Papers in the Biological Sciences


Date of this Version



Prairie Naturalist ((March 1979) 11(1).


Copyright 1979, North Dakota Natural Science Society. Used by permission.


Extrafloral nectaries (EFNs) are glands on a plant, not involved in pollination, that produce solutions containing sugars (and other compounds). Long noted by morphologists, EFNs have recently been observed to be part of ant-plant mutualisms. The function of EFNs appears to be to attract aggressive insects, especially ants, which by disturbing or preying upon herbivores, reduce damage to the plant (Janzen, 1966a,b; Elias and Gelband, 1975; Keeler, 1975, 1977; Bentley, 1976, 1977a,b; Schemske, 1978; Tilman, 1978; Inouye and Taylor, 1979; Pickett ad Clark, 1979). Furthermore, they constitute an unusual plant defense against herbivores: at EFNs plants employ ants as a "bodyguard."

Zimmermann (1932), Schnell et al. (1963) and Elias (1979) have analyzed the distribution of EFNs in flowering plant taxa. From their work, it is clear that EFNs are worldwide and represented in varied vascular plants. At least 73 angiosperm families have species which possess EFNs. A few fern species also have EFNs, apparently an advanced character (see Bentley, 1977a). The number of species with EFNs cannot yet be meaningfully estimated, but 907 are known to me.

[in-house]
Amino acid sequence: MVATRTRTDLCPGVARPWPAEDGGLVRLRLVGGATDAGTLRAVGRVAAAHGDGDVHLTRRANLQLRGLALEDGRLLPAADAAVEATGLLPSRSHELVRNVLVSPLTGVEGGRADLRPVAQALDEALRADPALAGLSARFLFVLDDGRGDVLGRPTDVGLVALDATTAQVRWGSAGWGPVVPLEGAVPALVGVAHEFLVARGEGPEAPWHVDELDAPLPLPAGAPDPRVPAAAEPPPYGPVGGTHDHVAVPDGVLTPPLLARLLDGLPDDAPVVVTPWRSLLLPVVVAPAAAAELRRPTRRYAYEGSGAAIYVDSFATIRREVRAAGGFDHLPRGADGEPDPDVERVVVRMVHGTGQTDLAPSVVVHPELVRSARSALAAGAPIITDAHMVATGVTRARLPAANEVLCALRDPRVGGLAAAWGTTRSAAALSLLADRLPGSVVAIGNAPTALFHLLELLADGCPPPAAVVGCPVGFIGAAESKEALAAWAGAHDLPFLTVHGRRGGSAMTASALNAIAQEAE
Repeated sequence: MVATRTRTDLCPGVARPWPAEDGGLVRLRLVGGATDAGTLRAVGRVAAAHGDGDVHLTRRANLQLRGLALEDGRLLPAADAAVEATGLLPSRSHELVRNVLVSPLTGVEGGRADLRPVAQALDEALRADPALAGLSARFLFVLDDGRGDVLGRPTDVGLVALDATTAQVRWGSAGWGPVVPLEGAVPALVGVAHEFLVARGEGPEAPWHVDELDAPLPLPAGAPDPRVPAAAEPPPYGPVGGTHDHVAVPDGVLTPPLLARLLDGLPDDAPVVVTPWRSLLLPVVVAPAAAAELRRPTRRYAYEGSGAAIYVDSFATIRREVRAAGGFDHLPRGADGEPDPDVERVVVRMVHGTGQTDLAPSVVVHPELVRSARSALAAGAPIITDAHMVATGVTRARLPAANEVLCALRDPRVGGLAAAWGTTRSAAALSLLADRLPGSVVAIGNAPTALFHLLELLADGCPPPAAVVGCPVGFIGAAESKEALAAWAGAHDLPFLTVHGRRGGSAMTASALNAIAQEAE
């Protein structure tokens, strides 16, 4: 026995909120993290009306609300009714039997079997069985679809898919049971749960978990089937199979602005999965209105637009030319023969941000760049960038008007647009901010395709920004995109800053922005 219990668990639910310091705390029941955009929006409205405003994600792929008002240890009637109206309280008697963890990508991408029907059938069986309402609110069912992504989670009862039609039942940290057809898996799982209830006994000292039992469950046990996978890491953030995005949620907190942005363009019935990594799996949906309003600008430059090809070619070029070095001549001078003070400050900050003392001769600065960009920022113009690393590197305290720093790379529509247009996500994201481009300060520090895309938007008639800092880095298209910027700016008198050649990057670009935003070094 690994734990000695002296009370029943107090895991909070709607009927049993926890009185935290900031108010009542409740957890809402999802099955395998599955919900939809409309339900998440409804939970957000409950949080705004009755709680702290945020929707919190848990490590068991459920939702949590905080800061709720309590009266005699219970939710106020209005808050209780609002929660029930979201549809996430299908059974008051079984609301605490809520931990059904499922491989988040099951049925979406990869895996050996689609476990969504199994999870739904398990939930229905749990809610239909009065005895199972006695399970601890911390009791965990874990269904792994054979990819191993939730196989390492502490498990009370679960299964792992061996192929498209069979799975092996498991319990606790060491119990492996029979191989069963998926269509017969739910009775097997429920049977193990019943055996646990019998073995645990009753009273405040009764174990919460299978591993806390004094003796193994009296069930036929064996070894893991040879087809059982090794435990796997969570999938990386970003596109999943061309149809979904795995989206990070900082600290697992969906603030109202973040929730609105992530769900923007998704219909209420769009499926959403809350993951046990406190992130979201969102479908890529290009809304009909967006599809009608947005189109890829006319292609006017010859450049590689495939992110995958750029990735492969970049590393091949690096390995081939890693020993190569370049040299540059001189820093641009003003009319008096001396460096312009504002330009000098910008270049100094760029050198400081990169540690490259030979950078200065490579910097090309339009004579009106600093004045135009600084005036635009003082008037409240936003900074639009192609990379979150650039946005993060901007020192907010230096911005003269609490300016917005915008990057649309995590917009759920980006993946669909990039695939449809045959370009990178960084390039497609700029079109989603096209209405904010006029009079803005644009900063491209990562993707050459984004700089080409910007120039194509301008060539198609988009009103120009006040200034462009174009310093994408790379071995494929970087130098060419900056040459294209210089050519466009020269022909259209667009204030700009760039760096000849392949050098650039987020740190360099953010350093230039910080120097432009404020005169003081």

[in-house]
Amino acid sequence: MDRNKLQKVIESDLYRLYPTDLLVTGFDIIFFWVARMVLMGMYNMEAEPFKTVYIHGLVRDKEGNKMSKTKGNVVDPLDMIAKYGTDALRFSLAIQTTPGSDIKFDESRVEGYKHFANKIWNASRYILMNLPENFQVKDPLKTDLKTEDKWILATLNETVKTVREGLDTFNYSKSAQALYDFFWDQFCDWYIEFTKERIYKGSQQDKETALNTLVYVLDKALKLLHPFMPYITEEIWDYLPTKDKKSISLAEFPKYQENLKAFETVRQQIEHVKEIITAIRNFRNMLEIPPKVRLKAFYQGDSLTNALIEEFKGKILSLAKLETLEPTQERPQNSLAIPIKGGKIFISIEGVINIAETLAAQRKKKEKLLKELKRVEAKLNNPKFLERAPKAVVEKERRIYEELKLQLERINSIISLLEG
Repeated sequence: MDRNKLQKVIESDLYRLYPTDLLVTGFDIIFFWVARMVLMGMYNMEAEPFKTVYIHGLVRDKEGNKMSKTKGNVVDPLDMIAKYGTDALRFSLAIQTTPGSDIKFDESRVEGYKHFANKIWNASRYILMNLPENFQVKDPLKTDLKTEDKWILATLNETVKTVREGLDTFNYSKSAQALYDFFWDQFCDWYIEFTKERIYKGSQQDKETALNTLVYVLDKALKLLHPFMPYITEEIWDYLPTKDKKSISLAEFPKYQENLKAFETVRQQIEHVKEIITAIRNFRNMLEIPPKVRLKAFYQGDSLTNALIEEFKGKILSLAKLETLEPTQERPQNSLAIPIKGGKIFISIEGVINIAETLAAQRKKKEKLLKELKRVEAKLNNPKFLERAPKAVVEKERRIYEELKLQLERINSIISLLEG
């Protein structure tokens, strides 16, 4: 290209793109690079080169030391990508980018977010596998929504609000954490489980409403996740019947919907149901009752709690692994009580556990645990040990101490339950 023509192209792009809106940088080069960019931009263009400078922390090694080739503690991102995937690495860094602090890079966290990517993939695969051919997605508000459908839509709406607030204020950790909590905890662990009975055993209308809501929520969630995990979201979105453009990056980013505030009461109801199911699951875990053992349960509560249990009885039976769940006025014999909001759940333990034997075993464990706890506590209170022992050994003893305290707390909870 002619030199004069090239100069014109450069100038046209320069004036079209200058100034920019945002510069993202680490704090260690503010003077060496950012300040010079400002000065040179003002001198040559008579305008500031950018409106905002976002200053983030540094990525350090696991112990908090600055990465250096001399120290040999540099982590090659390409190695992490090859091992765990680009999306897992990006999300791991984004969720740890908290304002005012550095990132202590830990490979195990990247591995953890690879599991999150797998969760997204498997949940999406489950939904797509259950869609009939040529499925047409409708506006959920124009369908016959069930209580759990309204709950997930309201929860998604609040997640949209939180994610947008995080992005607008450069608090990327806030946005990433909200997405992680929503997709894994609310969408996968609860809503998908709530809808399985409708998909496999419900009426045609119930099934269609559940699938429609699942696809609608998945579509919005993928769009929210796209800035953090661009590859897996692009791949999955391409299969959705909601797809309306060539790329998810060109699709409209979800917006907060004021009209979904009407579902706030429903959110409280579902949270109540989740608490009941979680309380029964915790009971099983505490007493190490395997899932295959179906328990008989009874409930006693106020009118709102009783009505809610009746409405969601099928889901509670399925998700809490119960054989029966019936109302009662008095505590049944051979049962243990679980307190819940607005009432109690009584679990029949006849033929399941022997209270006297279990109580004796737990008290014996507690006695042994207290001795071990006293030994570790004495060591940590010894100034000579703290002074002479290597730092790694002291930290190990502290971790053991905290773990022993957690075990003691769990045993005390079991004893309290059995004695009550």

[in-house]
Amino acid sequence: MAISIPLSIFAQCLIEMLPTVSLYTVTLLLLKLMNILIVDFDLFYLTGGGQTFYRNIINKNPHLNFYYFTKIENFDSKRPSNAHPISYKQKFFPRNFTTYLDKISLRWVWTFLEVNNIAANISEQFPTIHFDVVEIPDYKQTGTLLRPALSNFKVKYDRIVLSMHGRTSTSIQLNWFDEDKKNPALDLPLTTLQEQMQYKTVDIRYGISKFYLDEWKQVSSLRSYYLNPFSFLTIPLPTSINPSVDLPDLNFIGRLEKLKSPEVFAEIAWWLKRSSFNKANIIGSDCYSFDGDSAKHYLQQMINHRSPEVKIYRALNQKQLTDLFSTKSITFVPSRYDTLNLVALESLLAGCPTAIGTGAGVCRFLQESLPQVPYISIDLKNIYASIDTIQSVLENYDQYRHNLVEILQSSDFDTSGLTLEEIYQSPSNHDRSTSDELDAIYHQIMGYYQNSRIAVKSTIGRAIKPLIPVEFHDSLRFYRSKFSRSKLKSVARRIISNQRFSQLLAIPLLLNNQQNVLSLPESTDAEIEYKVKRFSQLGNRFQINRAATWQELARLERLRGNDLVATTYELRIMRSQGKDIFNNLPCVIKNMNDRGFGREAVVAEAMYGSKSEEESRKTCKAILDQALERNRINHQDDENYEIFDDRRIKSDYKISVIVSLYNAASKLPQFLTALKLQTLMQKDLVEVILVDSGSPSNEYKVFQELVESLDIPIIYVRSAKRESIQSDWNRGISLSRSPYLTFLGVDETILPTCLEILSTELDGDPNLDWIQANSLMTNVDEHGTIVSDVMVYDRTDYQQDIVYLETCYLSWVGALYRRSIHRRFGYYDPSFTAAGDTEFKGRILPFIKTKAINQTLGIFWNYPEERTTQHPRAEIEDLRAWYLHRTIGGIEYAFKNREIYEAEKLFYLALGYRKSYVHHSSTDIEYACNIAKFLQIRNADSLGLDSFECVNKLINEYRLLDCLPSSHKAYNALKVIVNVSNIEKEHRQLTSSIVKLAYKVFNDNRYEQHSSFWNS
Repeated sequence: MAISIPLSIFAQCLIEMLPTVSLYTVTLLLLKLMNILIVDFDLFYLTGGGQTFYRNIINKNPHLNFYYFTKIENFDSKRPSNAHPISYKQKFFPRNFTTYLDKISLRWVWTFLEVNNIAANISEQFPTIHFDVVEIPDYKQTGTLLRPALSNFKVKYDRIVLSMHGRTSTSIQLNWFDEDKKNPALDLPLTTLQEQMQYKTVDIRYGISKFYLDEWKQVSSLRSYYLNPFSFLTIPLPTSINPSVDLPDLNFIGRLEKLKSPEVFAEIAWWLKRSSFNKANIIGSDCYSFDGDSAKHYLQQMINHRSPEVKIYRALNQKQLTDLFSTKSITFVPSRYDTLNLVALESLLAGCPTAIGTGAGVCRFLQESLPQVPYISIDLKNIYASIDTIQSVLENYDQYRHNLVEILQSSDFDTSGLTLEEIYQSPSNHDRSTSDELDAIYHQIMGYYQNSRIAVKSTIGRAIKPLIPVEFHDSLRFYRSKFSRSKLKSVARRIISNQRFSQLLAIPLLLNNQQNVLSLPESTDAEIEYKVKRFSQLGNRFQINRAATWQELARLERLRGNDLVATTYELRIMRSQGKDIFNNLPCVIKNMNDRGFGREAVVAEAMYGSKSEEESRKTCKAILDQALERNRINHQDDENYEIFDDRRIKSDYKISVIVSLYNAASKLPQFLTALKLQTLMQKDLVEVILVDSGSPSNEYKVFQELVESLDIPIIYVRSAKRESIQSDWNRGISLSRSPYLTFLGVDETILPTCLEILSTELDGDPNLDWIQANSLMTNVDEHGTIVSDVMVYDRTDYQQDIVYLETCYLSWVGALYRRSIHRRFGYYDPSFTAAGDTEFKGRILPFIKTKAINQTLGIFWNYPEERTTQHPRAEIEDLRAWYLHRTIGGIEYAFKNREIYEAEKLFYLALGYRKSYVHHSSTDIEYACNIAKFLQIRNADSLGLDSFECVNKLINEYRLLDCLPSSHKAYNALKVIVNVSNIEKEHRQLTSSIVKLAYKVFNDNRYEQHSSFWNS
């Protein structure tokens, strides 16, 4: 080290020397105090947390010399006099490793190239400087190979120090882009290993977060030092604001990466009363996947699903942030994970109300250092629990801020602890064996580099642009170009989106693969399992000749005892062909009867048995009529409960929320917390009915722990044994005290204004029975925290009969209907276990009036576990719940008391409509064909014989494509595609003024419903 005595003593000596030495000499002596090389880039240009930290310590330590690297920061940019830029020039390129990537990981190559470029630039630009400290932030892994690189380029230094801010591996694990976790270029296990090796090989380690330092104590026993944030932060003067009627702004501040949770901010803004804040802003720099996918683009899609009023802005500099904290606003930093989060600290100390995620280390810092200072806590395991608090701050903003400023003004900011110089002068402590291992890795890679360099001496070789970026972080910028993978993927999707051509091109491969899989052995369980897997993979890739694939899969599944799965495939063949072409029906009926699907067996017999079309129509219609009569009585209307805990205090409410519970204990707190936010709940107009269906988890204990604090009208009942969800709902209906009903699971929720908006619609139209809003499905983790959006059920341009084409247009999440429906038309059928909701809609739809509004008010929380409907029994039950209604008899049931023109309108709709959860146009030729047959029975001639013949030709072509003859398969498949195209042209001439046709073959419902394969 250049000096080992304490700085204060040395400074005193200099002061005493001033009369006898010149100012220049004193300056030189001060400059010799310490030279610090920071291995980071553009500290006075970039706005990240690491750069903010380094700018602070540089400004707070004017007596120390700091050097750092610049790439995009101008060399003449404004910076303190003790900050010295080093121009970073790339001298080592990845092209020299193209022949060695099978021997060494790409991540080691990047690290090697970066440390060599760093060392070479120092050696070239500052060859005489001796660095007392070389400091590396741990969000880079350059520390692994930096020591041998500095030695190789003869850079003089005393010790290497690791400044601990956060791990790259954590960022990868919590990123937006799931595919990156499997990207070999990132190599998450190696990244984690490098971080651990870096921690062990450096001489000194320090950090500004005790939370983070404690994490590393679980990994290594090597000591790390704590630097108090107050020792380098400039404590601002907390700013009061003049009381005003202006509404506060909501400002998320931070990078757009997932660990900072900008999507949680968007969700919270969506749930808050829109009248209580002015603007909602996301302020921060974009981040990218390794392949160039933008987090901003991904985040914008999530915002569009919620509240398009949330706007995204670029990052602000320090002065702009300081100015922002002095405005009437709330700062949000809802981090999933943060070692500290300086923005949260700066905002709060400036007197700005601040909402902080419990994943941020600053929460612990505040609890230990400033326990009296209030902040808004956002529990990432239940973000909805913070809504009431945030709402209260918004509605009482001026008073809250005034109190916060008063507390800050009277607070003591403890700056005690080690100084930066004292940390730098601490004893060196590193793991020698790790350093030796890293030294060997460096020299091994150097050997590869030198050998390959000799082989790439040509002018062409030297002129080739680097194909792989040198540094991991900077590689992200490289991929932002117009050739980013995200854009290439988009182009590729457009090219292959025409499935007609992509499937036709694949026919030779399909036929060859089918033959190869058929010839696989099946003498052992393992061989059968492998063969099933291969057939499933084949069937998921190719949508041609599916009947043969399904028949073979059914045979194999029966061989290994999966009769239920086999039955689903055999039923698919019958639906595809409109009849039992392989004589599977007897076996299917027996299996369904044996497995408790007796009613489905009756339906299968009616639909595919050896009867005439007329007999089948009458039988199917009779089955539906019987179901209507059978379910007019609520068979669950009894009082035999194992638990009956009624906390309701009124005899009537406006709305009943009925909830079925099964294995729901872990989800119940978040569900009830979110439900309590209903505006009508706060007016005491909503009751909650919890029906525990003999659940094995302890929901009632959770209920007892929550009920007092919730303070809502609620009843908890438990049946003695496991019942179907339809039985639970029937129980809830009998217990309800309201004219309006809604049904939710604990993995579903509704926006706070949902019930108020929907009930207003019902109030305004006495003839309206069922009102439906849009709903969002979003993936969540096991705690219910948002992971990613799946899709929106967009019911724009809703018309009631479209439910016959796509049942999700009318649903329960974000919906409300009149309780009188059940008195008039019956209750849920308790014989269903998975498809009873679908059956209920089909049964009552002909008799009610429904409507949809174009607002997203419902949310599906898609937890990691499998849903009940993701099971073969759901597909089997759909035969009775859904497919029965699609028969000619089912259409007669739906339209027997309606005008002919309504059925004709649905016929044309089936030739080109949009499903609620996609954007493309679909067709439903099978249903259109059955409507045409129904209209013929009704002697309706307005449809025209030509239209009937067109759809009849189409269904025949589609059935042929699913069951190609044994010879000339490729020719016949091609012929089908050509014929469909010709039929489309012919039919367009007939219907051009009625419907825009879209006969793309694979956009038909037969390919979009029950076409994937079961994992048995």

This paper reports for the first time the proportion and taxonomic distribution of EFN-bearing plants in the flora of a single area. Only from information about distribution of EFN-bearing species will it be possible to identify the selection pressures affecting the geographic and taxonomic presence or absence of EFNs.